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Vaidas Jablonskis

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HAProxy is amazing piece of software. It is rock solid, extremely flexible and has been proven by many companies which depend on it.

I use haproxy as a load balancer and service discovery. It runs on each CoreOS node and proxies traffic through to healthy services running on CoreOS cluster inside docker containers. This post is not about how that works, but rather how to get haproxy log to syslog and in json.

HAProxy log contains a lot of useful information and can be very helpful when you’re trying to debug some issue with your applications. Say you’re pushing all your logs to ElasticSearch, so that they can be easily searchable from one place. I like when apps log in already structured format if possible, instead of relying on some central log pre-processor.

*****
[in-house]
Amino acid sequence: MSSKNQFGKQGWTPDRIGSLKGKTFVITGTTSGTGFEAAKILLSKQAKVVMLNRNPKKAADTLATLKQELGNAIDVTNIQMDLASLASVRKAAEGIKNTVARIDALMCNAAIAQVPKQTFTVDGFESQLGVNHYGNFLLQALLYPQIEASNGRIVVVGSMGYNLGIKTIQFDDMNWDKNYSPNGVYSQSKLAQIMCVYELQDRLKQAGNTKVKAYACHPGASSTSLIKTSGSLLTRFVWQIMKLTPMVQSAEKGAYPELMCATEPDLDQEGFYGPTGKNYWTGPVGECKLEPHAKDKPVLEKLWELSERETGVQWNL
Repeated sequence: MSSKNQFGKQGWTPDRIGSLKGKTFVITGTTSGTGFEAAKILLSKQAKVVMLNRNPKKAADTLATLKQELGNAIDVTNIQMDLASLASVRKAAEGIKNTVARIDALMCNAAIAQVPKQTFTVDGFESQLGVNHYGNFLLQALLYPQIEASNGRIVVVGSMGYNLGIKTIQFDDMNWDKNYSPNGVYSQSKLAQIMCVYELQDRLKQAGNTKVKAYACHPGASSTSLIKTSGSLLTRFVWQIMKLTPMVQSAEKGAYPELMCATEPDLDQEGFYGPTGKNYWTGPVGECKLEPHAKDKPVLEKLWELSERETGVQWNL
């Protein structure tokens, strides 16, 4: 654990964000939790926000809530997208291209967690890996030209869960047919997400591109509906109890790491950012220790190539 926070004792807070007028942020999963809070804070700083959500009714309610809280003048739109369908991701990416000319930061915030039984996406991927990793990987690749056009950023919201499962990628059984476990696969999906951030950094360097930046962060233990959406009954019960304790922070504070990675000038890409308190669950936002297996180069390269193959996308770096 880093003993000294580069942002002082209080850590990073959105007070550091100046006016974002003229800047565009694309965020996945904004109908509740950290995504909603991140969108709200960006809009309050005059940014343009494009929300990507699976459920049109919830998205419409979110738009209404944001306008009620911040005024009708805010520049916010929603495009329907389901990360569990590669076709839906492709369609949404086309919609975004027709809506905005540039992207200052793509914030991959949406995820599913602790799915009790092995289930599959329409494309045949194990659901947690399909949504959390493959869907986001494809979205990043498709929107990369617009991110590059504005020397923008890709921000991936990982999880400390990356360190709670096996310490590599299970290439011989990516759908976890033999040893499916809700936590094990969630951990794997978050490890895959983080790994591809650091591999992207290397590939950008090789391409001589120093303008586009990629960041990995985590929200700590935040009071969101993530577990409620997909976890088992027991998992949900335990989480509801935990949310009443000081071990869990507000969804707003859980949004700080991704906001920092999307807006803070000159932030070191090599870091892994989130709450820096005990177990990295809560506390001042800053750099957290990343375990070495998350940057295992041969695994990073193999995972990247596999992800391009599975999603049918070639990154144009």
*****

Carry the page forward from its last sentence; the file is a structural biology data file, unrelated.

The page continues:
HAProxy has no native json log format support, but it allows you to define your own log format. In haproxy.cfg global defaults section define custom, json-like log-format, then in global haproxy.cfg section, tell it to log to /dev/log, see full example below:

  maxconn 4096
  spread-checks 5
  log /dev/log local0

    mode tcp
    log global
    option log-health-checks
    # make sure log-format is on a single line
    log-format {"type":"haproxy","timestamp":%Ts,"http_status":%ST,"http_request":"%r","remote_addr":"%ci","bytes_read":%B,"upstream_addr":"%si","backend_name":"%b","retries":%rc,"bytes_uploaded":%U,"upstream_response_time":"%Tr","upstream_connect_time":"%Tc","session_duration":"%Tt","termination_state":"%ts"}

A few things to note here is that haproxy does not allow you to define error log format, so error logs will be just in plain unstructured format.

Let me know if you’re interested how to get haproxy logs over the fence (outside docker container).